In this slim volume, anthropologist Paul Kockelman showcases, reworks, and extends some of the core resources anthropologists, and like-minded scholars, have developed over the past 200 years or so for thinking about value (however inexplicably they manage, like Ogden Nash’s everyman, to put them in their back pocket and sit down on them, having forgotten they were there).
Rather than theorize value head on, Kockelman a careful (but punchy and non-ponderous) interpretation of a Mayan text (about an offering to a god that lamentably goes awry), its telling, and the conditions of possibility for its original publication. Starting with a relatively simple definition of value--that which stands at the intersection of what signs stand for and what agents strive for--he unfolds, explicates, and experiments with its variations over the course of 33 incredibly short (and beautifully illustrated) chapters.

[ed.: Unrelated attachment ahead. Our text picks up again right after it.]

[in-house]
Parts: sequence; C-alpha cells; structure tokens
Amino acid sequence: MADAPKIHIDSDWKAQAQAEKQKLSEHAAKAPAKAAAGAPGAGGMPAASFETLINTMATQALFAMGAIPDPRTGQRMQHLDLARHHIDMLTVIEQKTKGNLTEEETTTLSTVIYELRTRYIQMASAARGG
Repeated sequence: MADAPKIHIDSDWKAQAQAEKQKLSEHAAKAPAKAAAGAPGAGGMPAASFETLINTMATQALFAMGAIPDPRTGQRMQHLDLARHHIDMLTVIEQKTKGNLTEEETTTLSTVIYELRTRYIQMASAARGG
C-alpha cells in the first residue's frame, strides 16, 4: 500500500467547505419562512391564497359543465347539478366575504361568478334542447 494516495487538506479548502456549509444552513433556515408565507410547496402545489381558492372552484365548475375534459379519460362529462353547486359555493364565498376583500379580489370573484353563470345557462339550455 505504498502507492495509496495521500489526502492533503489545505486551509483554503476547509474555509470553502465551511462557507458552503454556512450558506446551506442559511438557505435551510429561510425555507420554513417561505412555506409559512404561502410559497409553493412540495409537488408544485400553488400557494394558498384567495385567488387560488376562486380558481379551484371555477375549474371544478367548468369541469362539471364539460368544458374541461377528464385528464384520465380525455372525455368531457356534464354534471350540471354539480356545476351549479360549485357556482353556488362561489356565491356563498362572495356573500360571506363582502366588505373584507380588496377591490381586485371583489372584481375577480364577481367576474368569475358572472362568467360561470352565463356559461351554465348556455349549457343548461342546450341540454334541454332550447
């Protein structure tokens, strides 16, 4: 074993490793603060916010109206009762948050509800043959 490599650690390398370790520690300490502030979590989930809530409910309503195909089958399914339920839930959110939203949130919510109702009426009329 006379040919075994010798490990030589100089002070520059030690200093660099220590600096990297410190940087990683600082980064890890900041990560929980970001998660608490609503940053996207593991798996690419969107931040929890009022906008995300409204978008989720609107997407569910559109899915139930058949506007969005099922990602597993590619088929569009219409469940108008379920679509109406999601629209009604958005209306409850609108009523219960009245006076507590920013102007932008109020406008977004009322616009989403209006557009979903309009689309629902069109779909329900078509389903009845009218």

Contrary to widespread claims in and around the discipline, Kockelman argues that it is not ‘relations’, but rather relations between relations, that is at the heart of the interpretive endeavor.
Given its focus on possible worlds, worldliness, and worlding--as well as its expository techniques--it might best be understood as an experiment in modal anthropology.